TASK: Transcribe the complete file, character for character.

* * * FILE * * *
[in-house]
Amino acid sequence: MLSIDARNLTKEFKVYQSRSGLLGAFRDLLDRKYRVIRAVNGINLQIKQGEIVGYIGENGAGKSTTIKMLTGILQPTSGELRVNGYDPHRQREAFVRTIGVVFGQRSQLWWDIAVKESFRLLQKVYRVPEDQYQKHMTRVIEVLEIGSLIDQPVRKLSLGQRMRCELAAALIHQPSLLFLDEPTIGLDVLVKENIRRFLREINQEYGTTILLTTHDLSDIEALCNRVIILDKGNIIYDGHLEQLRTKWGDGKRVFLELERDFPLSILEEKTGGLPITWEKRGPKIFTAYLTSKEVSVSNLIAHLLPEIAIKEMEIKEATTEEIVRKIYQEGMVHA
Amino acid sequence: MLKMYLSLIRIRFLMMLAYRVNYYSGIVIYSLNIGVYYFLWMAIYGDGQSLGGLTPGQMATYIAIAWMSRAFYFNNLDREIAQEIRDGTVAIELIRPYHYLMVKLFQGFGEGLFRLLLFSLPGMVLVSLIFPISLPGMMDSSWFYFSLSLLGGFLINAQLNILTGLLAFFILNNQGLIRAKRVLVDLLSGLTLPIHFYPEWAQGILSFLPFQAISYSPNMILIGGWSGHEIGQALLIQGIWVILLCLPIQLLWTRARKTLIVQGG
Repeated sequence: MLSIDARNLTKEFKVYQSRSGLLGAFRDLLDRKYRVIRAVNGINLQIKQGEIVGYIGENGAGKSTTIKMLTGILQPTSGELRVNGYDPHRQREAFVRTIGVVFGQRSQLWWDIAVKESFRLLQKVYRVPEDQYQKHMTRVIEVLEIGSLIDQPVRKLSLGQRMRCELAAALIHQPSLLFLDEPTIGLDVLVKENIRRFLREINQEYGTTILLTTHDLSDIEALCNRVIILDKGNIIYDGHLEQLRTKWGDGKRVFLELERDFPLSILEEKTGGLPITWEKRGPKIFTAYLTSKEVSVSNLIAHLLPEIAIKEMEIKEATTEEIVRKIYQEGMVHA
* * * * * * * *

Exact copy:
[in-house]
Amino acid sequence: MLSIDARNLTKEFKVYQSRSGLLGAFRDLLDRKYRVIRAVNGINLQIKQGEIVGYIGENGAGKSTTIKMLTGILQPTSGELRVNGYDPHRQREAFVRTIGVVFGQRSQLWWDIAVKESFRLLQKVYRVPEDQYQKHMTRVIEVLEIGSLIDQPVRKLSLGQRMRCELAAALIHQPSLLFLDEPTIGLDVLVKENIRRFLREINQEYGTTILLTTHDLSDIEALCNRVIILDKGNIIYDGHLEQLRTKWGDGKRVFLELERDFPLSILEEKTGGLPITWEKRGPKIFTAYLTSKEVSVSNLIAHLLPEIAIKEMEIKEATTEEIVRKIYQEGMVHA
Amino acid sequence: MLKMYLSLIRIRFLMMLAYRVNYYSGIVIYSLNIGVYYFLWMAIYGDGQSLGGLTPGQMATYIAIAWMSRAFYFNNLDREIAQEIRDGTVAIELIRPYHYLMVKLFQGFGEGLFRLLLFSLPGMVLVSLIFPISLPGMMDSSWFYFSLSLLGGFLINAQLNILTGLLAFFILNNQGLIRAKRVLVDLLSGLTLPIHFYPEWAQGILSFLPFQAISYSPNMILIGGWSGHEIGQALLIQGIWVILLCLPIQLLWTRARKTLIVQGG
Repeated sequence: MLSIDARNLTKEFKVYQSRSGLLGAFRDLLDRKYRVIRAVNGINLQIKQGEIVGYIGENGAGKSTTIKMLTGILQPTSGELRVNGYDPHRQREAFVRTIGVVFGQRSQLWWDIAVKESFRLLQKVYRVPEDQYQKHMTRVIEVLEIGSLIDQPVRKLSLGQRMRCELAAALIHQPSLLFLDEPTIGLDVLVKENIRRFLREINQEYGTTILLTTHDLSDIEALCNRVIILDKGNIIYDGHLEQLRTKWGDGKRVFLELERDFPLSILEEKTGGLPITWEKRGPKIFTAYLTSKEVSVSNLIAHLLPEIAIKEMEIKEATTEEIVRKIYQEGMVHA